What Really Happened to Air India Express Flight IX 1134?

Air India Express Flight IX 1134 crashed in the Southern Indian State of Kerala on the 7th of August at 19:40 (local time). Of the 190 people onboard, nearly 150 were injured and 18 have been confirmed dead, marking the accident India’s worst passenger air crash in a decade. 

But how and why did this devastating plane crash happen and can future incidents be prevented?

The Boeing 737 was an incoming craft from Dubai, carrying mainly Indian nationals who were finally able to return home with the lifting of lockdown restrictions. The aeroplane was inbound for Kozhikode (formerly Calicut) airport; an airport which only has 10 flights landing a day.

Onboard were 4 flight attendants, the pilot and the co-pilot: Deepak V. Sathe and Akhilesh Kumar respectively. Both pilots, along with 16 other passengers, were among those who have been confirmed dead after the crash.

So far, the information regarding the flight itself and the path it took on the 7th is as follows. Conditions on the day were difficult. Visibility from the air was at around 2,000 metres, and thus falling below the 5,000 metres standard when flying. Moreover, it was raining with heavy tailwinds present on the day and since Kerala is experiencing its monsoon season, the runway was slicker than usual. The crash happened on the same day as a landslide, caused by the severe monsoon, which killed around 40 people in Kerala’s Munnar district. 

The information gathered from the recovery of the plane’s ‘black boxes’ (an electronic recording device also known as a flight recorded) reveals that the pilots attempted to land but failed. They then circled the airport a few times before coming in to land. 

The touchdown marker, or where the plane should initially make contact with the ground in order to complete a safe landing, is around 300 metres into the 2,860 metre landing strip. However, the aircraft came down around half way in, at about 1,500 metres, leaving very little distance for the craft to slow down and come to a safe stop. Kerala’s bad weather and the airport’s table-top runway, exacerbated the plane’s landing further. The aeroplane skidded for over 75 metres before overshooting the runway and plummeting a further 10 metres.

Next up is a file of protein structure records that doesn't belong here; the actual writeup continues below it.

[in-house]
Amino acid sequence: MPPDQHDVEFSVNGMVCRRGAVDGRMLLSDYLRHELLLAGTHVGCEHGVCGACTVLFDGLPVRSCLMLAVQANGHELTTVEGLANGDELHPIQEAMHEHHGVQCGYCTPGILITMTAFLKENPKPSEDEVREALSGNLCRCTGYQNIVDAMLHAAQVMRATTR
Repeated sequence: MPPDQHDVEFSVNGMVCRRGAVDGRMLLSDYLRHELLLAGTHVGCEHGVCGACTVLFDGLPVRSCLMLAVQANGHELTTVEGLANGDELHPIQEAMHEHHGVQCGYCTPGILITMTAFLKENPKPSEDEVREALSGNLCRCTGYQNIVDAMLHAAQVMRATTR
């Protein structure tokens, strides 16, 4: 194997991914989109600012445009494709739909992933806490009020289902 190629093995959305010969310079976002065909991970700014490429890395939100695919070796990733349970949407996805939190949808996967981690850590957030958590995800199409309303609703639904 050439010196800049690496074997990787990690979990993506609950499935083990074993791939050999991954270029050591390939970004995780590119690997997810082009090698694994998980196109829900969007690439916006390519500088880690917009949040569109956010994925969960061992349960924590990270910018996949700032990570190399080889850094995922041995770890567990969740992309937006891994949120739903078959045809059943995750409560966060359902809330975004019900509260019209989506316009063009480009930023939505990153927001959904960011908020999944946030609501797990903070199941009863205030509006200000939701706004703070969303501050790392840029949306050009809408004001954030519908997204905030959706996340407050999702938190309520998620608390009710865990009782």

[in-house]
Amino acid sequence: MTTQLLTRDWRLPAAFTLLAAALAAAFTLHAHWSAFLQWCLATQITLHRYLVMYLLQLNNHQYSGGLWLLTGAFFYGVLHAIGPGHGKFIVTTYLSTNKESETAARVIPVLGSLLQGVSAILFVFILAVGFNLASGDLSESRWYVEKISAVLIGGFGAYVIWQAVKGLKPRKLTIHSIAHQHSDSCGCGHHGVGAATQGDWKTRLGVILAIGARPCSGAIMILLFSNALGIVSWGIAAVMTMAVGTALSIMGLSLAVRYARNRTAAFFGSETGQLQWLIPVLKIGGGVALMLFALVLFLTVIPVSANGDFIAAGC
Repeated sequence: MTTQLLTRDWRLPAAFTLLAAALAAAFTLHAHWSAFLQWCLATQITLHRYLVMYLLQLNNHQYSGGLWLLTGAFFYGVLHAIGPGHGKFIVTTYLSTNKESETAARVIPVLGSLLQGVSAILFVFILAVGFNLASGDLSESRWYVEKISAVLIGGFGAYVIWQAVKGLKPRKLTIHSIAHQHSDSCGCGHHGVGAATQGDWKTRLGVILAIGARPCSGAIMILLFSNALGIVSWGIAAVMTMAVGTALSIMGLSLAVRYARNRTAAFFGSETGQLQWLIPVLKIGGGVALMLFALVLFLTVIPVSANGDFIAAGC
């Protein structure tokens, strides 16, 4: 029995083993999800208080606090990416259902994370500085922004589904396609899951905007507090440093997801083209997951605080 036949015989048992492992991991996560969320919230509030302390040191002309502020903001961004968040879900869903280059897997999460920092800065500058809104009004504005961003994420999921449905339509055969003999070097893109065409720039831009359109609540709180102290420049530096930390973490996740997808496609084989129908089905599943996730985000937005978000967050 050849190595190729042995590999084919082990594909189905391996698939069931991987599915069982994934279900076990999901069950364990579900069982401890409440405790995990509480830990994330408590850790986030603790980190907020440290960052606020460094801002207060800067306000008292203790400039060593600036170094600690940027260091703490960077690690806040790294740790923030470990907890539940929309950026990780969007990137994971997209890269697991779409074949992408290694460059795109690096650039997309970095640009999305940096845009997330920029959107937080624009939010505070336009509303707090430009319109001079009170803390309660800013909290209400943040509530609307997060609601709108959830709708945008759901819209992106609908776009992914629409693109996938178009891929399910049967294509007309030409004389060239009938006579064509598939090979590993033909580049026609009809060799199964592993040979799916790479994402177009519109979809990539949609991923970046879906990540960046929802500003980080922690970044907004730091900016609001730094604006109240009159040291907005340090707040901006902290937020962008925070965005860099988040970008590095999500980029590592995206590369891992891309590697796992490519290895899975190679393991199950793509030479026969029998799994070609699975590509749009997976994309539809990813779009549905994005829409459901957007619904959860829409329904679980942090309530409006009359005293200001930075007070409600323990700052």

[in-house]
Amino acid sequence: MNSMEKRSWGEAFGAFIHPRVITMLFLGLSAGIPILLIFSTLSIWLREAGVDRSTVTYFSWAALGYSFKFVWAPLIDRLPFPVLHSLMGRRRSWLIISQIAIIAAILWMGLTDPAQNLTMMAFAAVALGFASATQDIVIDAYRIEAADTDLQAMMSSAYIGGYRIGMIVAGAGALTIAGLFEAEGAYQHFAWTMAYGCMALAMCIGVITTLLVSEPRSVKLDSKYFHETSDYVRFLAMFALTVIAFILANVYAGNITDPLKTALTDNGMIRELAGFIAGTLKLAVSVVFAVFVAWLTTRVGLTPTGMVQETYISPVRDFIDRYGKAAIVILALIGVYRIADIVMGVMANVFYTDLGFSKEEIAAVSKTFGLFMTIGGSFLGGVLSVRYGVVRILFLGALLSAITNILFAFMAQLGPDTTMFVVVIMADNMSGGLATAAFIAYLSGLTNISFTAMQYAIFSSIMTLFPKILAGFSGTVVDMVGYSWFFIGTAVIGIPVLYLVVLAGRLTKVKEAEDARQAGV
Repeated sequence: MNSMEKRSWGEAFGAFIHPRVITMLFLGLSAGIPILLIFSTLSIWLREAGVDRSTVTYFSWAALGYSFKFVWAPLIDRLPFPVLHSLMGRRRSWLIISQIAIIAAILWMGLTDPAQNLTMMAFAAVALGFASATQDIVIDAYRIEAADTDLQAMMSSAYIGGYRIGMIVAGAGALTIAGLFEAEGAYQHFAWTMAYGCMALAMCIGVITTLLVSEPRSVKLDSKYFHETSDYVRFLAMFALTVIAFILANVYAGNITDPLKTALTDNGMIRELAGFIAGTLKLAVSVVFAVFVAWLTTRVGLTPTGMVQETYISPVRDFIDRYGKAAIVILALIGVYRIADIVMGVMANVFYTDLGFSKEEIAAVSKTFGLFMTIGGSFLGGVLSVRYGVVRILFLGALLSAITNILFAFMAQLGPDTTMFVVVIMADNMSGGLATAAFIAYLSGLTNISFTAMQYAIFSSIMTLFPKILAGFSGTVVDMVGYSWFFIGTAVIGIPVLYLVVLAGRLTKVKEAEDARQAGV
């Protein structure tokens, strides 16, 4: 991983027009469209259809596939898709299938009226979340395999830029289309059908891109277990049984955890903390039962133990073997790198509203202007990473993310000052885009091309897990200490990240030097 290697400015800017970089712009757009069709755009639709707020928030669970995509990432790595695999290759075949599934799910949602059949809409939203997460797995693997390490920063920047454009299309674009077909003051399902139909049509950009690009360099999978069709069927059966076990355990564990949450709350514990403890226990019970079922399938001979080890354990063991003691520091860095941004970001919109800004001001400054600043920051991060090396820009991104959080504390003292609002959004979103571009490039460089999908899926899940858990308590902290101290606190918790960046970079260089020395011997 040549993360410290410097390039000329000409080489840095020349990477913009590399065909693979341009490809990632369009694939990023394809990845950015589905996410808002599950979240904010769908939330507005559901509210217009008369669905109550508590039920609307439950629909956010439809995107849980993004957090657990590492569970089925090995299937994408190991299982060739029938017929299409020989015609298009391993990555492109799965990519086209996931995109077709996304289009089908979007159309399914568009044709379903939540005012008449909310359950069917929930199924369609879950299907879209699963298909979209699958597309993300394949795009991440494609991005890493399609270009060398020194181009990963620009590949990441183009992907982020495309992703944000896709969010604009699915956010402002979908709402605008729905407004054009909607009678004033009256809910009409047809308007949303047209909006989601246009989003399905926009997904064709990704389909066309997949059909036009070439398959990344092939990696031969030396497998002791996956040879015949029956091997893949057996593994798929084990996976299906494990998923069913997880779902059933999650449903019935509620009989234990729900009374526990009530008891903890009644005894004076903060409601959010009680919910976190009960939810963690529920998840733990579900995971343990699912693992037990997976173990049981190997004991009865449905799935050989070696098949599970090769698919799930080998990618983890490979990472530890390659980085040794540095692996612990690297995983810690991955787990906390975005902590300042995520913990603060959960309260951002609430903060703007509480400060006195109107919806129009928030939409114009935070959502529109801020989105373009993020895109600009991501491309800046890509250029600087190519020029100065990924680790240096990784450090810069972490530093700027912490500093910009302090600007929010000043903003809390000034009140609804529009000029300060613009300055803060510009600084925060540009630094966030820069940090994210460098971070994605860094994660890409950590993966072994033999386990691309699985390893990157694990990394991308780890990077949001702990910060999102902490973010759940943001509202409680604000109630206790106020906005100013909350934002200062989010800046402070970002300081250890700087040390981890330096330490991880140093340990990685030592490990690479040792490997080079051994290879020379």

As for the impact of the crash; its landing split the plane into two. However, India’s Civil Aviation Minister, Hardeep Singh Puri stated that it was a “miracle” that so few had perished since fuel had been leaking from the craft and fires had begun. If the plane had caught alight, the aftermath would have been far more disastrous. 

As India grieves this tragic loss of life, Air India Express, is set to carry out a compensation scheme (of just a shade over £10,200 or $13,350 per person) for the survivors and the families of the deceased. They are currently providing free treatment, medical and otherwise, for all those directly and indirectly affected. 

However, this accident is not India’s first plane crash in recent history. In 2010, Air India Express Flight 812 crashed on landing at Mangalore, resulting in the fatalities of almost all its passengers. A recurring issue in both crashes is their attempted landing on table-top runways. For now, questions have turned to whether this current tragedy could have been prevented and if so, why have no measures been put in place. In the last 10 years, there have been at least two recommendations made requesting the installation of a safety system on these runways but authorities failed to take heed of these warnings. 

There are a further 5 table-top runways across India and the danger that they can present in poor conditions is clear. Prevention of further accidents is now the Government’s priority as the country’s civil aviation regulator, (Directorate General of Civil Aviation), is looking to review other such runways and airports especially affected by hazardous weather. The implementation of safeguards are vital to make table-top runways across India safe.

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